• Trial new brands with reduced risk

What’s in it for the brand?

  • Drives brand awareness – (especially when major intermediaries with big subscriber databases are used)
  • Drives trial (customer acquisition) (reduced price barrier)
  • Attractive ‘risk-free’ online/mobile advertising (no upfront costs and commission-only costs (CPS (cost per sale), PPS (price per sale))
  • Measurable – unlike other forms of online advertising, performance can be tracked through sales and redemptions
  • Builds the brand – a form of event marketing offering an exciting brand experience that may create choice-shaping associations in the mind of the customer

What’s the downside for customers?

  • Poor experience – existing loyal customers can suffer in two ways from group-buy.  First, the time and effort spent servicing group-buy customers may mean they receive less time, care or value.  Second, if they are full-paying loyal customers, they may feel cheated by a brand that rewards promotional junkies rather than brand loyalty

What’s the downside for brands?

  • ROI – with intermediaries taking 50% commission on coupon sales, and coupons offering at least 50% off, group-buy is an ‘extreme promotion’ – you are effectively selling at a 75% discount.  If your marginal costs (incremental costs for selling one more unit) are more that 25% of the ticket price, you will lose money running group-buy

Profit/Unit = Discounted Price – (Intermediary Commission + Marginal Cost)

  • Cannibalisation – Group-buy is not cost-free, your cost is 75% of the list price for a customer you already have

    Bird Café Japan Group-Buy $256 Meal Disaster: What Happens When Demand Exceeds Capacity

  • Bad customers – Do you really want to attract cheapskate promotional junkies likely to move onto your competitors next deal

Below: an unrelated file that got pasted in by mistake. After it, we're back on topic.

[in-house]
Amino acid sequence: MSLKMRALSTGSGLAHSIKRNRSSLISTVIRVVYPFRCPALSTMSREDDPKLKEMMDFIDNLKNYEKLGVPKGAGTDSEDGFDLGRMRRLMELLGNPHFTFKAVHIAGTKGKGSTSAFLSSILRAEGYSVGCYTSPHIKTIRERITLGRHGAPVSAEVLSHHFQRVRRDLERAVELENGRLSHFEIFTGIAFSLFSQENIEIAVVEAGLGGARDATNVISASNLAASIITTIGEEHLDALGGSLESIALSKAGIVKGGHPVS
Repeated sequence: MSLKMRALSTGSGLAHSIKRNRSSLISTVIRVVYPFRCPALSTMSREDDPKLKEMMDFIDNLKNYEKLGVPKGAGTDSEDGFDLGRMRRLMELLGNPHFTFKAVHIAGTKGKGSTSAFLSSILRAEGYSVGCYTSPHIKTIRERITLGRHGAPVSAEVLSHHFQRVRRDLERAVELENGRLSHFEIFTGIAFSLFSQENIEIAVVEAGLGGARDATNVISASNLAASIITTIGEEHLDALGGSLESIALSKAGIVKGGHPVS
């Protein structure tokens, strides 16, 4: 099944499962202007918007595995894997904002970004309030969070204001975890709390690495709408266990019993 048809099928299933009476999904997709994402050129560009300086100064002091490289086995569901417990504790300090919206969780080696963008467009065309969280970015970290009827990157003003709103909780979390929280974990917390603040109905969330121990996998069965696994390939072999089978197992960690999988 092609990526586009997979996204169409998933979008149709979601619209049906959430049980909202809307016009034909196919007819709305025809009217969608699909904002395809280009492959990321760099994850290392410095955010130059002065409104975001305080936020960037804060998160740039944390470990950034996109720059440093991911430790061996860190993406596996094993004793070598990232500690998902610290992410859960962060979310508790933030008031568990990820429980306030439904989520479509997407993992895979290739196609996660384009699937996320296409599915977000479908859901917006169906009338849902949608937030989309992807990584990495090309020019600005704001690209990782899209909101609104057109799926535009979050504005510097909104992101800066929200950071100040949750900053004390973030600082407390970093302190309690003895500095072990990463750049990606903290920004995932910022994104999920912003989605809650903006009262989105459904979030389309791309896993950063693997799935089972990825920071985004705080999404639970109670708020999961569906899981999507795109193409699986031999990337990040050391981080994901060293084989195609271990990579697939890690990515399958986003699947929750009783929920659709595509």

• Opportunity cost – Losing profit from every current customer who walks away because you are busy serving a coupon-customer
  • Brand Damage (financial) – Your brand value is your ability to extract margin, by cutting margins you erode your brand
  • Brand Damage (image) – A brand is made up product and user imagery; are promotional junkies part of your brand DNA?
  • Promotionitis – Group-buy is a form of price promotion, and price promotions, especially of the deep-discounting variety are of questionable value – price promotions are the loan-sharks of the marketing industry, offering temporary respite at a high cost – at best hiding a structural problem, and at worst, making it worse

Four Key Questions – When considering group-buy, use the 4Cs

  • Costs:  Know the cost of producing, marketing, hidden costs and opportunity costs of running a group-buy deal
  • Capacity: Know your capacity – how much do you have spare, how many new customers can you serve with a group-buy deals (without harming experience of existing customers)
  • Customers:  Know your customer – what are their profiles, wants and needs and how is best to reach them – is it really group-buy?
  • Choices:  Know your options – what alternatives to group-buy do you have; you’re effectively spending 75% of your ticket price for new customer acquisition from a email list of promotional junkies that will promote your competitor tomorrow